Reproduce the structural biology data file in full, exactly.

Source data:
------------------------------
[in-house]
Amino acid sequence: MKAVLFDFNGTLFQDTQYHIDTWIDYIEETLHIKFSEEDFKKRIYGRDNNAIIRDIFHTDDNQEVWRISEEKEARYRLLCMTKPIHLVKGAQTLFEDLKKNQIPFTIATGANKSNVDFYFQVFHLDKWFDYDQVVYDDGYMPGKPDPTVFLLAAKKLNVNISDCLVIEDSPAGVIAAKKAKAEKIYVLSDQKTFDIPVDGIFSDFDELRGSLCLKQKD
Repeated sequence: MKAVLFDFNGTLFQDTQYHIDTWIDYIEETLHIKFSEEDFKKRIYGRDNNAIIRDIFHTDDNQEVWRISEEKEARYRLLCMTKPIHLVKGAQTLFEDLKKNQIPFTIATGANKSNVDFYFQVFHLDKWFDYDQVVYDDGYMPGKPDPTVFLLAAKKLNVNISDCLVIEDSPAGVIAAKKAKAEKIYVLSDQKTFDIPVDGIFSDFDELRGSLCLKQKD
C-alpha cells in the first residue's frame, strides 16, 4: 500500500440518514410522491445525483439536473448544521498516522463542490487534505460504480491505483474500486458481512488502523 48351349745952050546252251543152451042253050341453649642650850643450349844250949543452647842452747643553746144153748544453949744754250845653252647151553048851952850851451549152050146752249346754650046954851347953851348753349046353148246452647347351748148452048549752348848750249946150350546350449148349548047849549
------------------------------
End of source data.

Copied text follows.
[in-house]
Amino acid sequence: MKAVLFDFNGTLFQDTQYHIDTWIDYIEETLHIKFSEEDFKKRIYGRDNNAIIRDIFHTDDNQEVWRISEEKEARYRLLCMTKPIHLVKGAQTLFEDLKKNQIPFTIATGANKSNVDFYFQVFHLDKWFDYDQVVYDDGYMPGKPDPTVFLLAAKKLNVNISDCLVIEDSPAGVIAAKKAKAEKIYVLSDQKTFDIPVDGIFSDFDELRGSLCLKQKD
Repeated sequence: MKAVLFDFNGTLFQDTQYHIDTWIDYIEETLHIKFSEEDFKKRIYGRDNNAIIRDIFHTDDNQEVWRISEEKEARYRLLCMTKPIHLVKGAQTLFEDLKKNQIPFTIATGANKSNVDFYFQVFHLDKWFDYDQVVYDDGYMPGKPDPTVFLLAAKKLNVNISDCLVIEDSPAGVIAAKKAKAEKIYVLSDQKTFDIPVDGIFSDFDELRGSLCLKQKD
C-alpha cells in the first residue's frame, strides 16, 4: 500500500440518514410522491445525483439536473448544521498516522463542490487534505460504480491505483474500486458481512488502523 48351349745952050546252251543152451042253050341453649642650850643450349844250949543452647842452747643553746144153748544453949744754250845653252647151553048851952850851451549152050146752249346754650046954851347953851348753349046353148246452647347351748148452048549752348848750249946150350546350449148349548047849549